On the other hand, many middle class Argentines won’t pronounce his name. The present economic backlash is inherited from his presidency, which found sudden prosperity and international acclaim when Economy Minister and finance wizard Cavallo established peso-dollar parity and halted the rampant inflation of the late ’80s. Lusty foreign investment followed, but fiscal policies became fixtures and gradually obliterated the export industry, while masking the lack of government investment and creating long-term recession that has dragged Argentina’s economy out to the brink of disaster.
But that’s only the money picture that Menem left behind. For many Argentinians, he is unforgiven and unforgivable for pardoning the admirals of the later ’70s and early ’80s dictatorship. They, with their similarly-pardoned military leaders and henchmen, had crushed this nation’s opposition, arresting and torturing anyone they deemed a threat, or even suspicious.
Menem released men already convicted of crimes against their own people, and absolved them of liability in lawsuits that were just beginning to hold them responsible and to make them pay for atrocities committed while they were in power. In the first year of his presidency, de la Rua abolished 1500 pensions the Argentine government was paying to holdovers from those military regimes.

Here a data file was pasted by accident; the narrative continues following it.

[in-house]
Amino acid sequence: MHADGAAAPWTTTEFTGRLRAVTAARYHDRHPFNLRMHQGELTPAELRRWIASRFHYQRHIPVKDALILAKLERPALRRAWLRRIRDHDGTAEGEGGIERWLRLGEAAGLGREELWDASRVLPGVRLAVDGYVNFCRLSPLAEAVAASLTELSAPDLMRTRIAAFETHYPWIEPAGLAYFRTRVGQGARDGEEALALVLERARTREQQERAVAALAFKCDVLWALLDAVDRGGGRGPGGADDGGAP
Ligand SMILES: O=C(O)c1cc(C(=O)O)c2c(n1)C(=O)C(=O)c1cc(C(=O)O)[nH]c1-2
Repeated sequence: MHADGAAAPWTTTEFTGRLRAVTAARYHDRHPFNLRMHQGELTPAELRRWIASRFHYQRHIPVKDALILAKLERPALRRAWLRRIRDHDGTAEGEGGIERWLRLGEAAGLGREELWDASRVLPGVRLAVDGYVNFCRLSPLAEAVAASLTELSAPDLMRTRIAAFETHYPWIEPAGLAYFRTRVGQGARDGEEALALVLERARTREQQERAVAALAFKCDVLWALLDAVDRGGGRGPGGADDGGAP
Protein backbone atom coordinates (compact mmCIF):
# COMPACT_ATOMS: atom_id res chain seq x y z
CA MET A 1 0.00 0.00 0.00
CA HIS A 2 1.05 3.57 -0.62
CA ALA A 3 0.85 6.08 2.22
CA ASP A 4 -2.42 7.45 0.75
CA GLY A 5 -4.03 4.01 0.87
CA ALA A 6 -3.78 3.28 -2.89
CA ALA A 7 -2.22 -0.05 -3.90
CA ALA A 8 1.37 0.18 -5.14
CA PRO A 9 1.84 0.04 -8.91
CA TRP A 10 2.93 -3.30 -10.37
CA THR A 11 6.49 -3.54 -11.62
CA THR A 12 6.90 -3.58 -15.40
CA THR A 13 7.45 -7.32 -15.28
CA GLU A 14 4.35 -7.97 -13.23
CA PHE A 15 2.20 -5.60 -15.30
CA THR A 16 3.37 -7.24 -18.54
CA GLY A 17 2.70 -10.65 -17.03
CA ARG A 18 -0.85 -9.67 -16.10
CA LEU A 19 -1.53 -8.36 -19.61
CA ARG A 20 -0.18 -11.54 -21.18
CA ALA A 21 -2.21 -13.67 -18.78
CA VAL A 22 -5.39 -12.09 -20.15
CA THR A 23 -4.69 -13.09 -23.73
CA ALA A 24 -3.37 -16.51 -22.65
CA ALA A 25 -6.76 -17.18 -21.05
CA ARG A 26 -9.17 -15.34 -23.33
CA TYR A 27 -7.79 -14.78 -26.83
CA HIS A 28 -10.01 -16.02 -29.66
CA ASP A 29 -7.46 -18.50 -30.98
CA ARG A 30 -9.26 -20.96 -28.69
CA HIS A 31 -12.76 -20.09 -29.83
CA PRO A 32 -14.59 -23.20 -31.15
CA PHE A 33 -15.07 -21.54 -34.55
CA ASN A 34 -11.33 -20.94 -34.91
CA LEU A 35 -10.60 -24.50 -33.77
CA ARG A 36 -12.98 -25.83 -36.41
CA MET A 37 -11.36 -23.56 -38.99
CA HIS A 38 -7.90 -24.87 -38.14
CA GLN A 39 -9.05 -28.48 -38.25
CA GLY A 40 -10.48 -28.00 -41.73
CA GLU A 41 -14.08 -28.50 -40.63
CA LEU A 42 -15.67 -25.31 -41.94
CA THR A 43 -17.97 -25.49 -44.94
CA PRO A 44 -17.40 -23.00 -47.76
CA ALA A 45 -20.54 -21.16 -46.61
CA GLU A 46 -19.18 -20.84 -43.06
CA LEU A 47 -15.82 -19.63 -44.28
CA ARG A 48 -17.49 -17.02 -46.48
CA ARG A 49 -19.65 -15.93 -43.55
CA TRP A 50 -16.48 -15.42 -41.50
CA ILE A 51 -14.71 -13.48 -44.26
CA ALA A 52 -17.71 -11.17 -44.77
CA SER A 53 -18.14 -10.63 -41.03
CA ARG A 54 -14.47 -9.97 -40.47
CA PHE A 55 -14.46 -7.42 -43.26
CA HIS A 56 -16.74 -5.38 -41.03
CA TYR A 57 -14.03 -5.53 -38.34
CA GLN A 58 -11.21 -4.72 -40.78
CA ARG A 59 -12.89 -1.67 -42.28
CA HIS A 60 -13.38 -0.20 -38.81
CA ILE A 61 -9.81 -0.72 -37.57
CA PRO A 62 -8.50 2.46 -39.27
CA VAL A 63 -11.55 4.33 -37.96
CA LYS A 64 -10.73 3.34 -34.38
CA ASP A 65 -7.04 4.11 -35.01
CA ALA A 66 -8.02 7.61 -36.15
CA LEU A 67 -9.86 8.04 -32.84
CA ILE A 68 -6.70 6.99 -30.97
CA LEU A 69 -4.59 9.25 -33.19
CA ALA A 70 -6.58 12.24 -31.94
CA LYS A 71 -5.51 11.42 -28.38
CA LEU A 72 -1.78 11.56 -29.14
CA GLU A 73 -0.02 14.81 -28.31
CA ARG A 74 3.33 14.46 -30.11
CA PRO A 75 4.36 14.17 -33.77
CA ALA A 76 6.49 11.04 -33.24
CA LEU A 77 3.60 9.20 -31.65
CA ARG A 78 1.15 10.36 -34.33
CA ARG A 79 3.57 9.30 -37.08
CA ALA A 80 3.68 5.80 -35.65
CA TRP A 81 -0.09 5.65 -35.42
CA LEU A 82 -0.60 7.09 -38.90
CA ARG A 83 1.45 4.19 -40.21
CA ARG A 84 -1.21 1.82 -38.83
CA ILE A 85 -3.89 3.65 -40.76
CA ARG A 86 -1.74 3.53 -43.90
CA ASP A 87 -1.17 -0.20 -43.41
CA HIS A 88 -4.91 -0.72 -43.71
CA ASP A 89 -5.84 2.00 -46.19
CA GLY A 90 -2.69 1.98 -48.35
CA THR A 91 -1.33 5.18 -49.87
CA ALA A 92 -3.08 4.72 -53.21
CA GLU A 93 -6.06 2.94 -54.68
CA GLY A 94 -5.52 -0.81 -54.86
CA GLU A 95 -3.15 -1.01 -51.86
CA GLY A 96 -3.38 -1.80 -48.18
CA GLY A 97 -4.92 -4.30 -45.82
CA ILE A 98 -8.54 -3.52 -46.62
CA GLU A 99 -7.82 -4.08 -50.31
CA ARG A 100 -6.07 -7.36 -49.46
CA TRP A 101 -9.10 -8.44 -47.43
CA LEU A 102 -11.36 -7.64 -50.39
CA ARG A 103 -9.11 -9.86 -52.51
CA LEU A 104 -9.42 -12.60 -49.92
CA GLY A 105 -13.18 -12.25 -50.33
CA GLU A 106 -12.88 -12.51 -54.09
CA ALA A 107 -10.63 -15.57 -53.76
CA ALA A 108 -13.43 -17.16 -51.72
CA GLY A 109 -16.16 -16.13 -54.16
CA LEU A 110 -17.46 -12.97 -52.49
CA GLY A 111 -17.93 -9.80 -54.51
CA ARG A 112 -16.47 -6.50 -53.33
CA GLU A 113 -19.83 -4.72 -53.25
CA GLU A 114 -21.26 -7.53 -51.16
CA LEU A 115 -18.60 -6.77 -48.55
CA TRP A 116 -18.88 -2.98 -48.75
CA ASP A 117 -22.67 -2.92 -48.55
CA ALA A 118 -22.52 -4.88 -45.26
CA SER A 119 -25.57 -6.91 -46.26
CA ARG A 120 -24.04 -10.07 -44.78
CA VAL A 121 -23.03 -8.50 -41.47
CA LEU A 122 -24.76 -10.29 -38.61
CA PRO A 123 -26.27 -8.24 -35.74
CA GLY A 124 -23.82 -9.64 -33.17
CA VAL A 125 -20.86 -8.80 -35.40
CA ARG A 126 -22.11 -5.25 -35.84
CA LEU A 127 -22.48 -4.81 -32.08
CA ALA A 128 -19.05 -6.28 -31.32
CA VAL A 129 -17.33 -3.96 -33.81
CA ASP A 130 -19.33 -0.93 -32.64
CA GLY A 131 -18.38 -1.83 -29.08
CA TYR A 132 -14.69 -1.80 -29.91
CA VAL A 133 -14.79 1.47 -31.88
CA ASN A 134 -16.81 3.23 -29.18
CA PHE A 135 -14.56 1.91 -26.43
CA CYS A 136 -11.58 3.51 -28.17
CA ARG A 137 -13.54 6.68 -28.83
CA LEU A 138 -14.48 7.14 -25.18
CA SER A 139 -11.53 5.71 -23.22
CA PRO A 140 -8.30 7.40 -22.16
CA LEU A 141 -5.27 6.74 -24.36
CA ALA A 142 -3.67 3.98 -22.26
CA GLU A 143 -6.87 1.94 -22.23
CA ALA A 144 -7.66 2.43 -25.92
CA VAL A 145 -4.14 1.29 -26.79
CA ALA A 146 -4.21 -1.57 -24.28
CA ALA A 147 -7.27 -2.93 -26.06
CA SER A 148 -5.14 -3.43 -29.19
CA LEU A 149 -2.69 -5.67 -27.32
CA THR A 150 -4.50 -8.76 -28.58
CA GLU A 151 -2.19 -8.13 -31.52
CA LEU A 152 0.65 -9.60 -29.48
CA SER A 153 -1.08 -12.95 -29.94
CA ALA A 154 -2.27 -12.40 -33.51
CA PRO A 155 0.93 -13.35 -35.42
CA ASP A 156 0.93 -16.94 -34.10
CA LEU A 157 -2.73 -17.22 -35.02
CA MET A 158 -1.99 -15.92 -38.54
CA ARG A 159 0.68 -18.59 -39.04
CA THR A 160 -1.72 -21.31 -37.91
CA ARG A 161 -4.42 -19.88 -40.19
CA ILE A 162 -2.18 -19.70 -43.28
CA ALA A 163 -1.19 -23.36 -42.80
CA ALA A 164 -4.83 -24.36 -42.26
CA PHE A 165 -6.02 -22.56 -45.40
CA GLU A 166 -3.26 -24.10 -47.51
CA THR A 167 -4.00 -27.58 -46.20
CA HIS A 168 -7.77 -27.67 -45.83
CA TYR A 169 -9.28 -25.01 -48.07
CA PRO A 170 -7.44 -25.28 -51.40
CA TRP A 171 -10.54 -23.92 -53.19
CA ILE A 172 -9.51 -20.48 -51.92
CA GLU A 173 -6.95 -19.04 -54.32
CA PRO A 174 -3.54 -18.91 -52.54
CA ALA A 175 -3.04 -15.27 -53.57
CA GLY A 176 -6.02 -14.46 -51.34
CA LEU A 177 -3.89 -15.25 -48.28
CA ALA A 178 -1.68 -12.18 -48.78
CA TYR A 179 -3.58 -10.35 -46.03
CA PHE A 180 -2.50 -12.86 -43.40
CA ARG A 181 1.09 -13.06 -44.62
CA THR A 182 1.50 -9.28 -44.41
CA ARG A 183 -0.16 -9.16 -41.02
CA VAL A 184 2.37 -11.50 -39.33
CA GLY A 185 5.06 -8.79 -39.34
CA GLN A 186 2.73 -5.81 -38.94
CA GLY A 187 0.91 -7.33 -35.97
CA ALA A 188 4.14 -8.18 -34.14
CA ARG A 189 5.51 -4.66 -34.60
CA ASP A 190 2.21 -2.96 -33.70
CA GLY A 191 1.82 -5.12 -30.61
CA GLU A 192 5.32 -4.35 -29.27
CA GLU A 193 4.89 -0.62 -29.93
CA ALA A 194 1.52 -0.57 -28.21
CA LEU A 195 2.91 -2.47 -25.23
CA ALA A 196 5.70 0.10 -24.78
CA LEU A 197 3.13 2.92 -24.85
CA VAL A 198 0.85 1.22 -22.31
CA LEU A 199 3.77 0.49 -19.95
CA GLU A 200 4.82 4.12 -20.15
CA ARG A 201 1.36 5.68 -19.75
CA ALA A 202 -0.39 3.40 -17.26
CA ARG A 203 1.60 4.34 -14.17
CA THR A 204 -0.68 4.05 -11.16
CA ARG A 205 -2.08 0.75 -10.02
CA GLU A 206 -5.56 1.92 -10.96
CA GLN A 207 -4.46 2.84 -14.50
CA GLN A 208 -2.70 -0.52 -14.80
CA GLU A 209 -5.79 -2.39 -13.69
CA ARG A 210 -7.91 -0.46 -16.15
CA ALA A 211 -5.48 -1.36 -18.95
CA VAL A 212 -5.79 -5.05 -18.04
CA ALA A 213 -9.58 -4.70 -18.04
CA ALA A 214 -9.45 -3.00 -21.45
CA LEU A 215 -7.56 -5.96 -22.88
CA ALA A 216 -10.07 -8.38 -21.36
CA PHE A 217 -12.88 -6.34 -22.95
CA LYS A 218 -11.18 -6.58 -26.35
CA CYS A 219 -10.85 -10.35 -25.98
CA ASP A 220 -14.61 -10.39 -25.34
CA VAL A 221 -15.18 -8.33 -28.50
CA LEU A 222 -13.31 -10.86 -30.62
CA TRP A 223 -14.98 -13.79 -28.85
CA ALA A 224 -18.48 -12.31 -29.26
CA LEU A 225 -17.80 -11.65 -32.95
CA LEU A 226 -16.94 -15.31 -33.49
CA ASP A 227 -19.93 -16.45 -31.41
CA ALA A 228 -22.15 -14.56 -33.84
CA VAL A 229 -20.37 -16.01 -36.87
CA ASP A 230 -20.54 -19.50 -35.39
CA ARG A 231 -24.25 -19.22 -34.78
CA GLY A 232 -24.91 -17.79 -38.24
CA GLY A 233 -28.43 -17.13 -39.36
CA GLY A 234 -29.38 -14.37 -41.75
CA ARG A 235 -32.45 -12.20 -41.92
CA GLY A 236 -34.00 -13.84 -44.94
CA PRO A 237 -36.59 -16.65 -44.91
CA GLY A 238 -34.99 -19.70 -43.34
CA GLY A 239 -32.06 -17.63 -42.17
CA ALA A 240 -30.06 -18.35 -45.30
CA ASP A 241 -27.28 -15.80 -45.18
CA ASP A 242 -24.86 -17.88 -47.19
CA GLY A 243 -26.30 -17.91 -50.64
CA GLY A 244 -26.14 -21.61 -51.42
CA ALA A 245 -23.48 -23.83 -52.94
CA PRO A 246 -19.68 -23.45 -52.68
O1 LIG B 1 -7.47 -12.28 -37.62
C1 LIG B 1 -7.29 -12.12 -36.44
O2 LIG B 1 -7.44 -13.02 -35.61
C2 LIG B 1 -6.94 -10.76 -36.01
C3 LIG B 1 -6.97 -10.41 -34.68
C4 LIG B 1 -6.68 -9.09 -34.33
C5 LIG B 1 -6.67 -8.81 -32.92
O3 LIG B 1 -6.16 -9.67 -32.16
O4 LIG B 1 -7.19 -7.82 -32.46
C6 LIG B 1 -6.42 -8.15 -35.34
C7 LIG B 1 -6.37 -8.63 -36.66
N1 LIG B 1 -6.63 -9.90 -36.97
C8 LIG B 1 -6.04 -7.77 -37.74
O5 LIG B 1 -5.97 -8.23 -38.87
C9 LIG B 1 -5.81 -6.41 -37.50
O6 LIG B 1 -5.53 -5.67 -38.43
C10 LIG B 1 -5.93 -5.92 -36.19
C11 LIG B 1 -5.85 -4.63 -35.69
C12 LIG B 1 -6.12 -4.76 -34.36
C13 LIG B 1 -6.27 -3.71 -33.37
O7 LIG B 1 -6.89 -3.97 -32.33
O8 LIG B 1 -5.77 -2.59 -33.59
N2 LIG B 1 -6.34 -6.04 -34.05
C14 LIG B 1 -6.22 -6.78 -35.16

Security was heightened during a visit we made to Club Alemane, the German Riding Club alongside the Palermo Lakes. An exhibition of landscapes painted by an acquaintance of my host, was the occasion of our lunch visit. Also there for lunch was the judge who’d recently placed Menem under house arrest, freezing $3 million of his personal assets linked to arms deals during his administration. Those deals dodged international sanctions barring weapons trading with Croatia and Ecuador, and sent 6,500 tons of arms to those troubled spots while pretending they were destined elsewhere. Big money was made by those involved, with Menem’s brother also under scrutiny.
So, after Menem’s stewardship, profits from almost all Argentinian utilities now leave the land (as does the money of wealthy Argentines). There’s little interest in the international community for the plight resulting from privatizations (French and Spanish ownership dominate the phone companies, the water industry, electricity). The peso remains pegged to the dollar, and a huge proportion of the debt stems from purchases of dollars to maintain convertibility (which is the government’s promise to the world’s investors that there is a dollar in reserve for each peso in circulation).